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Paris brought to a standstill as protests against pension reform rock the city


Paris, the city of romance was brought to standby when protests begun early March of 2023 causing major disruptions in transportation, education, healthcare, and other public services.


Workers are striking over the French government’s plan to raise the pension age forcing workers to start retiring at a later age of 64 years old. The strike was said to be organized by labor union and social justice groups.

One protester in Paris captured the mood, showing a banner that read: “France is angry.”

“I’m protesting because this reform is deeply unfair to workers, women, and young people. It’s no longer acceptable that a powerful man could force such a bill without a vote by parliament,” she said.

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The protest has lasted for about three weeks with tens of thousands of protesters in the streets every day to advocate for change. Police were cracking down heavily on protesters, deploying tear gas and arresting at least 120 people and leaving many injured.

 “What adds fuel to the fire is the behavior of the government, the police violence in particular. If we want to avoid tensions and I want to avoid them what the trade unions are proposing is a gesture to calm things down, it must be seized.” Lucie Henry, a 36-year-old protester said.

The strike had clearly had a considerable influence on the city’s daily life as the day progressed, with many companies and public services forced to close or decrease their hours. Many of the city’s traditionally attractive avenues, even those just steps from monuments like the Eiffel Tower and the Arc de Triomphe, are littered with rubbish mounds. According to a spokeswoman for the Paris mayor’s office, approximately 4,400 tonnes of trash were awaiting collection as of Saturday. The problem, according to the spokeswoman, is a blockage at waste incinerators caused by the strikes. Garbage trucks have consequently been unable to collect waste in much of the city since there is nowhere for it to be deposited.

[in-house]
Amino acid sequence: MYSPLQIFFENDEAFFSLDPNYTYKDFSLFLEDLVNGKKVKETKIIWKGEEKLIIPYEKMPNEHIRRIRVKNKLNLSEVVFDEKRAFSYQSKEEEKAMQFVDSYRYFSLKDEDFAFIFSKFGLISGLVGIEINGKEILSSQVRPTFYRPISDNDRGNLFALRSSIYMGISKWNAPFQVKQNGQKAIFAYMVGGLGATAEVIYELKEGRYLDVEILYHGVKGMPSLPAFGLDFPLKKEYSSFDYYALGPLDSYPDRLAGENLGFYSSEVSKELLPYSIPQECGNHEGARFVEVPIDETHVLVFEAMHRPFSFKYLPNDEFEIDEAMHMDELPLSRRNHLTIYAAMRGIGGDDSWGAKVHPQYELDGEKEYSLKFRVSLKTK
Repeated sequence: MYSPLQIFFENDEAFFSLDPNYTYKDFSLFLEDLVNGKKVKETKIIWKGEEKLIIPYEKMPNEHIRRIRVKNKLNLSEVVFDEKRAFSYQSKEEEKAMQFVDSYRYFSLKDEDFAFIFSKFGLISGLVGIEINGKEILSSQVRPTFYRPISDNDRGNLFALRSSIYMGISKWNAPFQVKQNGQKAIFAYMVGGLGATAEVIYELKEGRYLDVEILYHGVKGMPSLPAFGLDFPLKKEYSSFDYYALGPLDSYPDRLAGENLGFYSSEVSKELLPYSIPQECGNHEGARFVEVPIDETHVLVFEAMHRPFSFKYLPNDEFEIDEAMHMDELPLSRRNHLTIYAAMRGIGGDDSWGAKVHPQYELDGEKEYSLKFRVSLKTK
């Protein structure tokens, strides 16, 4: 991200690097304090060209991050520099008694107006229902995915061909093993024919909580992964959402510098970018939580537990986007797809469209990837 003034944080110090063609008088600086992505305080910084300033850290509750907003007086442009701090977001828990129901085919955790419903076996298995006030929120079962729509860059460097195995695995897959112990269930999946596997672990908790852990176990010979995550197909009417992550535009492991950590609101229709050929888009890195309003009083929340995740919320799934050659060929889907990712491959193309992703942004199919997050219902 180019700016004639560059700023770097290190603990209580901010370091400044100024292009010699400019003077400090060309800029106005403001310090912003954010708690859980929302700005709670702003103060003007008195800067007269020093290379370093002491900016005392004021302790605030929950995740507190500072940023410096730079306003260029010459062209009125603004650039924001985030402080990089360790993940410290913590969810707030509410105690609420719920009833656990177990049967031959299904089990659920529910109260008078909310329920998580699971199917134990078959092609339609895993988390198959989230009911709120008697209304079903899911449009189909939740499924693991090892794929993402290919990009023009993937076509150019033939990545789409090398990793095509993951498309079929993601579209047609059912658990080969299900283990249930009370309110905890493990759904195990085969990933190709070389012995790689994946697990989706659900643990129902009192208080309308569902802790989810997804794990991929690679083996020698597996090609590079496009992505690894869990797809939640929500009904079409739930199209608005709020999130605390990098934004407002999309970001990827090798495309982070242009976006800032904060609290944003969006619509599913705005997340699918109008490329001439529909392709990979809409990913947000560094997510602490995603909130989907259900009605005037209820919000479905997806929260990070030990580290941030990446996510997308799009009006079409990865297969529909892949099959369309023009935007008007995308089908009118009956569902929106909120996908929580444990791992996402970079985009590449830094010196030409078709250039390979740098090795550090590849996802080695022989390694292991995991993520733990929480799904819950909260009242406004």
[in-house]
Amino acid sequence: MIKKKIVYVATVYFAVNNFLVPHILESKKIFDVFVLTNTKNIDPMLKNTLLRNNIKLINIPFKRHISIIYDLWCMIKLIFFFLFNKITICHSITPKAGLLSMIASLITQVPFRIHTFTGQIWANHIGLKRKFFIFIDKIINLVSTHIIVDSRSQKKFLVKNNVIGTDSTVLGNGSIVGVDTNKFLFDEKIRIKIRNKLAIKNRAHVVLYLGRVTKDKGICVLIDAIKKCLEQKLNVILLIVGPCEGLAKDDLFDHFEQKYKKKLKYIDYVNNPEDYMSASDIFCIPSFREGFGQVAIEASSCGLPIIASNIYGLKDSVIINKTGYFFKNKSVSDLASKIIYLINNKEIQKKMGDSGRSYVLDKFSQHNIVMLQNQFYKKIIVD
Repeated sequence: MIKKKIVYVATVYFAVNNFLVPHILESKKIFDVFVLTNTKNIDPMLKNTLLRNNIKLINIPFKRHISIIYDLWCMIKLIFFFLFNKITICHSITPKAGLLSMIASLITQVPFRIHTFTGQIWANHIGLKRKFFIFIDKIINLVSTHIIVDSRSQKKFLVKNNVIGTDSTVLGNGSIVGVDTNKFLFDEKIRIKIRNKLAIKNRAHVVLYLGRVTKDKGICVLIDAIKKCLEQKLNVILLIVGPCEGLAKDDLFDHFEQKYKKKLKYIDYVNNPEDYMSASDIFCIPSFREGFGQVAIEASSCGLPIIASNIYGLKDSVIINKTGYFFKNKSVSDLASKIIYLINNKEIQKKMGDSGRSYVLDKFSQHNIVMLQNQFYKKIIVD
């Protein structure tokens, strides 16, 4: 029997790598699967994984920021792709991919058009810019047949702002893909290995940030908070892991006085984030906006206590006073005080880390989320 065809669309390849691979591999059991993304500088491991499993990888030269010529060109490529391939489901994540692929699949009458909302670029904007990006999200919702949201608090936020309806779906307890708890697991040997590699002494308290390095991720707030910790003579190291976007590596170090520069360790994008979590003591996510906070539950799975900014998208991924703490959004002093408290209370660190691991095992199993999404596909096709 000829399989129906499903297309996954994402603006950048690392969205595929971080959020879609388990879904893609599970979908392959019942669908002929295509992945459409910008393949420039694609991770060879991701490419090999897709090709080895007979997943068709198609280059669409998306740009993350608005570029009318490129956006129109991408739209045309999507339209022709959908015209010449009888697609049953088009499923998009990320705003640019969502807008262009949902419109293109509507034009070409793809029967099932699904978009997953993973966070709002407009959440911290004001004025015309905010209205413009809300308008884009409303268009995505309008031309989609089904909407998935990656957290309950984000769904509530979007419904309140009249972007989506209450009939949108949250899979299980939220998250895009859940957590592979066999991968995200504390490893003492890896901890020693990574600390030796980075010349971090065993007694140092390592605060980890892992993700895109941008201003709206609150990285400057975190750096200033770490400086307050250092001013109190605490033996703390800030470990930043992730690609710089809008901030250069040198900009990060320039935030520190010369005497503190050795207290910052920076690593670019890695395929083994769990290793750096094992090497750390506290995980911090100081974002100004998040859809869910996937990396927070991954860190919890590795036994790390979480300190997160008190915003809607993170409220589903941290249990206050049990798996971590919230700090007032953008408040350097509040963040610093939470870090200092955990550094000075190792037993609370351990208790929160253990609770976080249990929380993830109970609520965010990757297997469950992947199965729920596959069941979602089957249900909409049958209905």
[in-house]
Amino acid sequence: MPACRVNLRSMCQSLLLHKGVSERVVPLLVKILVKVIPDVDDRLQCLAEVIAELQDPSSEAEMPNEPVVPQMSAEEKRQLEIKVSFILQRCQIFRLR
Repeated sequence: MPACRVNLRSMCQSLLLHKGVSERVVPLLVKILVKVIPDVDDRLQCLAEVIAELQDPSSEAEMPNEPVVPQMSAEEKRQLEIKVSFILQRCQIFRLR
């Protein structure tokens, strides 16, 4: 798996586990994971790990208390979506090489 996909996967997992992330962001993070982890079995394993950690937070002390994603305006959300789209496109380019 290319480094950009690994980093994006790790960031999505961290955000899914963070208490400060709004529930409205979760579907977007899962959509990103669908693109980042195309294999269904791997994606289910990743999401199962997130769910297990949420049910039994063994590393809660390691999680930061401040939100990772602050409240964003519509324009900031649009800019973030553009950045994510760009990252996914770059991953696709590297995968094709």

On Wednesday March 29th , the long strike finally came to an end. It is said that the strike was suspended out of a sense of ‘responsibility’.

“People are getting tired of it. There has been too much violence. Paris is a mess, and I want to get on with normal life,” said Paris resident Amandine Betout.

A statement by the CGT claimed that requisitions of trucks, incinerators and personnel, ordered by the Paris police prefect, had bled the movement, leading to its suspension. But added that “the combat isn’t over.”

“It’s good that the trash is collected. It’s very unsanitary, and some residents already have trouble with rats and mice. It can be dangerous if it’s left too long,” said artist Gil Franco, 73.

While the government has yet to respond officially to the strike, labor unions and social justice organizations have praised the day as a success, with organizers pledging more action if their demands are not satisfied.

Laurent Berger, told TMC TV network. “We will attend. We’ve discussed it among ourselves,” he said, citing conversations with other unions. “We think, collectively, that we need to go to bring our proposals.”


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